Rinaldo and Armida on a Chariot Drawn by Dragons

Luigi SABATELLI (Florence, 1772 - Milan, 1850)

Biography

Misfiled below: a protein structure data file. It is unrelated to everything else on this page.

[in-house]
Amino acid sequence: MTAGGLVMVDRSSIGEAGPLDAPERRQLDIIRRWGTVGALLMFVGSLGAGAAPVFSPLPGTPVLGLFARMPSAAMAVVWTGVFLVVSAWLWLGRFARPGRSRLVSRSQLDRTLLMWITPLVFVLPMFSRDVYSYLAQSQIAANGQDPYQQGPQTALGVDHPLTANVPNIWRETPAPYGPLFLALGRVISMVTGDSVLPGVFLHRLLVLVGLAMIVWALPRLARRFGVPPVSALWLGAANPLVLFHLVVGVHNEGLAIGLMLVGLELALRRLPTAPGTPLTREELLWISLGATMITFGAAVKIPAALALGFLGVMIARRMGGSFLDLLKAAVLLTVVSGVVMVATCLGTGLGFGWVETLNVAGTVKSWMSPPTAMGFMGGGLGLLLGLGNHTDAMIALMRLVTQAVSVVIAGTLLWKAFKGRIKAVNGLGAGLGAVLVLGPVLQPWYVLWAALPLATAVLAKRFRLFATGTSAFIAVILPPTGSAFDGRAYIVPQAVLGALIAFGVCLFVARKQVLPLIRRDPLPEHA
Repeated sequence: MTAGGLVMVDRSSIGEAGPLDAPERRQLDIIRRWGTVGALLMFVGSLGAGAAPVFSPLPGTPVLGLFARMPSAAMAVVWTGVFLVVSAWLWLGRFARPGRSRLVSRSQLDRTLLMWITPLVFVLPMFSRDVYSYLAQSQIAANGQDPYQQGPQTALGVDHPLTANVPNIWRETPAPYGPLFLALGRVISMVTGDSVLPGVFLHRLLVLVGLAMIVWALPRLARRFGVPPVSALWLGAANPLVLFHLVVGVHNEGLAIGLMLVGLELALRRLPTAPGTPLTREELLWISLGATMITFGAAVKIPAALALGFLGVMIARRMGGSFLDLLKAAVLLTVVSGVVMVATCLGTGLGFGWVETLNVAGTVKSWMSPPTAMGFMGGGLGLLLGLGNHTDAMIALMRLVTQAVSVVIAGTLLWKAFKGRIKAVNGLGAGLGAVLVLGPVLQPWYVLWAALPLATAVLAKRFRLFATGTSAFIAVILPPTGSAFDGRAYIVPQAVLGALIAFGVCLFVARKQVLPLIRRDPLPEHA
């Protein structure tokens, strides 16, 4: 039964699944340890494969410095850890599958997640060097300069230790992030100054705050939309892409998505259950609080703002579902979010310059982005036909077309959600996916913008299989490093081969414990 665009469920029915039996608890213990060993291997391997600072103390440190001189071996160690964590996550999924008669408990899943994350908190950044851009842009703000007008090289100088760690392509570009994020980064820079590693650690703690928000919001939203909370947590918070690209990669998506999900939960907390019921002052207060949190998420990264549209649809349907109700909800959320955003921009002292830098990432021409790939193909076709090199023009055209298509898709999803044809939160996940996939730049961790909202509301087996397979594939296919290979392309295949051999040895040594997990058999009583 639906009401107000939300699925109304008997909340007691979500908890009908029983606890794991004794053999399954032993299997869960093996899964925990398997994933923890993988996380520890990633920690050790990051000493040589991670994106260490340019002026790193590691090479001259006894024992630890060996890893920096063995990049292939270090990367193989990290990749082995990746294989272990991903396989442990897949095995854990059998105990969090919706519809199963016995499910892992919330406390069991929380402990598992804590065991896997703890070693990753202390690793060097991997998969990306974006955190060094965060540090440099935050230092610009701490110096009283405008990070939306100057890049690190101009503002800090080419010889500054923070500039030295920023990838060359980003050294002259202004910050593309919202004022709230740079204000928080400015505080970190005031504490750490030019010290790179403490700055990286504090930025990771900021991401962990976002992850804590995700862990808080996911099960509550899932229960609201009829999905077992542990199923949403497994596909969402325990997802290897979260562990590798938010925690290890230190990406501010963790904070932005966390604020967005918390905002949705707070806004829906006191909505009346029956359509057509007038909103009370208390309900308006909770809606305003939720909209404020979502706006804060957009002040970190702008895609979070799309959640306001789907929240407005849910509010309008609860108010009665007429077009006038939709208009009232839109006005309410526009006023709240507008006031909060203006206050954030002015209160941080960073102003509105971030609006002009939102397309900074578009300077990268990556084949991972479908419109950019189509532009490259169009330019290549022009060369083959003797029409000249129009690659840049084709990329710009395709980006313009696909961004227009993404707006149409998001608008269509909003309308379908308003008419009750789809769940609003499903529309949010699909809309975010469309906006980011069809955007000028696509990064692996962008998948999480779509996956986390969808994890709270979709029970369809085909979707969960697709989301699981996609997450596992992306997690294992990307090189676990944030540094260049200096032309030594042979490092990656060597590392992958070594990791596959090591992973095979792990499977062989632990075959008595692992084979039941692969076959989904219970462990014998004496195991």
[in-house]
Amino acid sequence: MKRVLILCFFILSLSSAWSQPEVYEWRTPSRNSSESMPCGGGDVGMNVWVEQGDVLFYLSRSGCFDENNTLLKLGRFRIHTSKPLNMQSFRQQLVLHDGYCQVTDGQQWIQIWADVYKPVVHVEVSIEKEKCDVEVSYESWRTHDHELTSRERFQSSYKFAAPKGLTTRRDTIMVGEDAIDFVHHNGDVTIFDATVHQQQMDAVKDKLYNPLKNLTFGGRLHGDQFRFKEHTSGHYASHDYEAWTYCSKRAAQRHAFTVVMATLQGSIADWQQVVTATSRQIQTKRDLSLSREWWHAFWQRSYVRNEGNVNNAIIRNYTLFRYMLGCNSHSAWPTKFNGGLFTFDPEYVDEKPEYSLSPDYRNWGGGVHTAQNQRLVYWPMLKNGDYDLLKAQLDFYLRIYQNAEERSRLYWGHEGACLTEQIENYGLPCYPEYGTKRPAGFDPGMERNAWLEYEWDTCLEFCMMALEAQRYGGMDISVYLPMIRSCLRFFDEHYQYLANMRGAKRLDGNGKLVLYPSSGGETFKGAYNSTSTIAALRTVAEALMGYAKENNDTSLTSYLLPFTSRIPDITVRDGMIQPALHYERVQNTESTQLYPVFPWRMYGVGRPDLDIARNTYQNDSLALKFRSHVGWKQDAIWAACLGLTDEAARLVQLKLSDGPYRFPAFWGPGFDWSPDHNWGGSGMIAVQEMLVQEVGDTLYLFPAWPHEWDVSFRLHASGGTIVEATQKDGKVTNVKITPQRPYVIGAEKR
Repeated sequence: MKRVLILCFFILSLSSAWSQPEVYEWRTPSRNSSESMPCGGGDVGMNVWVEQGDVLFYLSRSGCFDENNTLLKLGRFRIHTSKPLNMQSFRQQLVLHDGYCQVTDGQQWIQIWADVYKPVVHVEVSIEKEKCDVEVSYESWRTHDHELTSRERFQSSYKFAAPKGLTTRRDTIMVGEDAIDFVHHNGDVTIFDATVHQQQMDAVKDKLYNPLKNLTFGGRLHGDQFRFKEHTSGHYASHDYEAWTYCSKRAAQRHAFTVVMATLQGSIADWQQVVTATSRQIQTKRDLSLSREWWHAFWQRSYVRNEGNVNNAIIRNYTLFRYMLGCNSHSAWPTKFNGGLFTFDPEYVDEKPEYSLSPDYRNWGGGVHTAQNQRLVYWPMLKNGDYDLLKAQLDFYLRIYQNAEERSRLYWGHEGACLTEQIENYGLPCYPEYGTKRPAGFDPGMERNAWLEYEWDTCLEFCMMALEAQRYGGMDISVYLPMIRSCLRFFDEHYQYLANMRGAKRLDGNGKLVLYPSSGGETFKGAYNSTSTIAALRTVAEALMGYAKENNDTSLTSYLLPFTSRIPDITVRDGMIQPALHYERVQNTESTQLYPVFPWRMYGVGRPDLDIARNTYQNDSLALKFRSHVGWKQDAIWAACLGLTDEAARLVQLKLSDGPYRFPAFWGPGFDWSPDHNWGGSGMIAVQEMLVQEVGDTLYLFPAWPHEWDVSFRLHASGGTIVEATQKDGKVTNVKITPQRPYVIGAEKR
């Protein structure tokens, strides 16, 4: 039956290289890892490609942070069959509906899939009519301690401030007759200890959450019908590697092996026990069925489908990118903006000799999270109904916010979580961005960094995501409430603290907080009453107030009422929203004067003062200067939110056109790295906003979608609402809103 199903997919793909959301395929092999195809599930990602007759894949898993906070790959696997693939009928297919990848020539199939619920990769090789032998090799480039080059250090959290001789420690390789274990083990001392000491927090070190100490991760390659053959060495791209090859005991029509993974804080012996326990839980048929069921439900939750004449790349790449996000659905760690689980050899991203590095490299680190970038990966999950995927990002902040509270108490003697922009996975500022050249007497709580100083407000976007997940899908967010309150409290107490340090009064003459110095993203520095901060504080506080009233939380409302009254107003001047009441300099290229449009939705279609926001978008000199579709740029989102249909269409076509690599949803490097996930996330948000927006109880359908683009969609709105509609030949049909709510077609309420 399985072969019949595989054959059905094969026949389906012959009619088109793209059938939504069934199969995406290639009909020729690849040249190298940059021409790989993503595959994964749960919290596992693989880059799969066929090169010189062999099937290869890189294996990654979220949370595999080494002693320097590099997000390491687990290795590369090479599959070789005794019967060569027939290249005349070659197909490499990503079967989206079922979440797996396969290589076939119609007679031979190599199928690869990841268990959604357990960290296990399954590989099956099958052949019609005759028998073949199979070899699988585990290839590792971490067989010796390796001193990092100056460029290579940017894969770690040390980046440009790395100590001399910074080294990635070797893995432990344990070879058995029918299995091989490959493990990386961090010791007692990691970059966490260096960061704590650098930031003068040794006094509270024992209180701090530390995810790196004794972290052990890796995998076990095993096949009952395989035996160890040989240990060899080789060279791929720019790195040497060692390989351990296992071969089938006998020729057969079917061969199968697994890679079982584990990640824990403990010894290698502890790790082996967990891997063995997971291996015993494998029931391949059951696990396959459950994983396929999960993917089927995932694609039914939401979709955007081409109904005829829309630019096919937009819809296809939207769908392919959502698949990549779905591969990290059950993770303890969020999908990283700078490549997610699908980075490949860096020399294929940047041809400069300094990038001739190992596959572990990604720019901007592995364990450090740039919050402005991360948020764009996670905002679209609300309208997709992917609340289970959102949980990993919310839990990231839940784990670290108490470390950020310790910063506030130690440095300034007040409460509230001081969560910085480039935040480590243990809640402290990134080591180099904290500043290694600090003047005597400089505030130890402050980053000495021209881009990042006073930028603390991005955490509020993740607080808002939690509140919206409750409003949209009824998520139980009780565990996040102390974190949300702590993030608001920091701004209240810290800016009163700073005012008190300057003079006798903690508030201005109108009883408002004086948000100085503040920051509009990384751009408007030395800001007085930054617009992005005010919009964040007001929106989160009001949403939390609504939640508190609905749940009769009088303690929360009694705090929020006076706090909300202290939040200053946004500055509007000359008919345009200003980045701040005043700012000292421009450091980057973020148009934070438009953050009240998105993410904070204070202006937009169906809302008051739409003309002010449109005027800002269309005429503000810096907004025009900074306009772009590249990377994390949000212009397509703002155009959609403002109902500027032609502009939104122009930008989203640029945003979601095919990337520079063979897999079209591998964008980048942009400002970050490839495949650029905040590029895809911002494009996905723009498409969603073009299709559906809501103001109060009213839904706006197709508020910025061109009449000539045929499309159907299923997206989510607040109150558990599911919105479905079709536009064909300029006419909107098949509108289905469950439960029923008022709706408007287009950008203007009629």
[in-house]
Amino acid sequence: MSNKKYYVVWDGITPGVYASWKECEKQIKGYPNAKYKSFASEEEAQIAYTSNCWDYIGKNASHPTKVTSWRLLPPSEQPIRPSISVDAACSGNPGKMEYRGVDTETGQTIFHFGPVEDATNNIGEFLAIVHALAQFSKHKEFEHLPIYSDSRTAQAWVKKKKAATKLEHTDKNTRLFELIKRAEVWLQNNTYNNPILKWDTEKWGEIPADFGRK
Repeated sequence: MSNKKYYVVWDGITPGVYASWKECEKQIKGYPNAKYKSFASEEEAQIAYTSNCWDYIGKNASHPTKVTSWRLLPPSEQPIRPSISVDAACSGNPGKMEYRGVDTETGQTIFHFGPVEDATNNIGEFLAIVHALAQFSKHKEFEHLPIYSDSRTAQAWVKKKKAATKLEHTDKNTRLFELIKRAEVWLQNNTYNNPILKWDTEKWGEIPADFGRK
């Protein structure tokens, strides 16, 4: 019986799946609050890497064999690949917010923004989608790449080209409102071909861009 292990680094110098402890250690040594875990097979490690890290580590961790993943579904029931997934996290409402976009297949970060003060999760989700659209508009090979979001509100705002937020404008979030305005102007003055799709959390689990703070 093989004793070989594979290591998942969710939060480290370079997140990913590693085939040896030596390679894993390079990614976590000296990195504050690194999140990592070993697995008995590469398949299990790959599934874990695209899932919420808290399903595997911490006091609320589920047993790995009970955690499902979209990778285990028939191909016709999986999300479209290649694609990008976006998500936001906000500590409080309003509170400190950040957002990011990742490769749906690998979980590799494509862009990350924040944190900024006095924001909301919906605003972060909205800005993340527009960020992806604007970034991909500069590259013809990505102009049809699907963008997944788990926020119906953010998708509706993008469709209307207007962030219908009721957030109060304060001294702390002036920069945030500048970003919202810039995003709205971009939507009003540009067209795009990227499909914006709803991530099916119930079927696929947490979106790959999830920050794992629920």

From almost the very beginning of his career, Luigi Sabatelli enjoyed the patronage and support of a number of important figures. The first of these was the Marchese Pier Roberto Capponi, whose financial backing allowed the young artist to study at the Accademia di Belle Arti in Florence and to continue his training in Rome and Venice, between 1789 and 1797. Another significant patron was the Pisan collector Tommaso Puccini, a future director of the Uffizi, who commissioned a series of highly finished drawings of literary subjects from the artist. In Rome in the early 1790s Sabatelli studied with the painter Domenico Corvi, and was also a frequent participant in the informal drawing study sessions hosted by Felice Giani at his studio, known as the Accademia dei Pensieri. He met and exchanged ideas with several of the Italian and foreign artists working in the city, notably Vincenzo Camuccini, Giuseppe Bossi and François-Xavier Fabre. Returning to Florence in 1797, Sabatelli began working as a fresco painter, decorating several churches and the palazzi of the Gerini, Bardi, Spinelli, Tempi, Bartolommei and Guicciardini families. He also produced portrait drawings in pen and ink of members of his own family and those of several noble Florentine families, as well as many of the significant figures in the cultural life of Florence at the onset of the 19th century. In 1808 Sabatelli was appointed a professor of painting at the Accademia di Brera in Milan, where he lived and worked for the remainder of his long career. Although he executed many decorative projects in Milan and throughout Lombardy, he continued to work occasionally in his native Florence, notably between 1820 and 1825, when he painted the frescoes in the Sala dell’Iliade in the Palazzo Pitti. These show the influence of Jean-Auguste-Dominique Ingres, who was in Florence around this time and with whom Sabatelli became friendly. (The influence of Ingres is similarly evident in the Italian artist’s portrait drawings of this period.) Sabatelli worked in the church of San Filippo Neri in 1830 and undertook the decoration of the Tribuna di Galileo in the Palazzo della Specola, completed in 1841. He also illustrated a History of Florence, written by Prince Louis Napoleon Bonaparte and printed in 1833. A talented printmaker in his own right, Sabatelli also provided finished drawings for other engravers. Among his engraved designs are the series of Pensieri diversi, published in Rome in 1795, and The Plague of Florence, inspired by Boccaccio’s Decameron and published in 1801.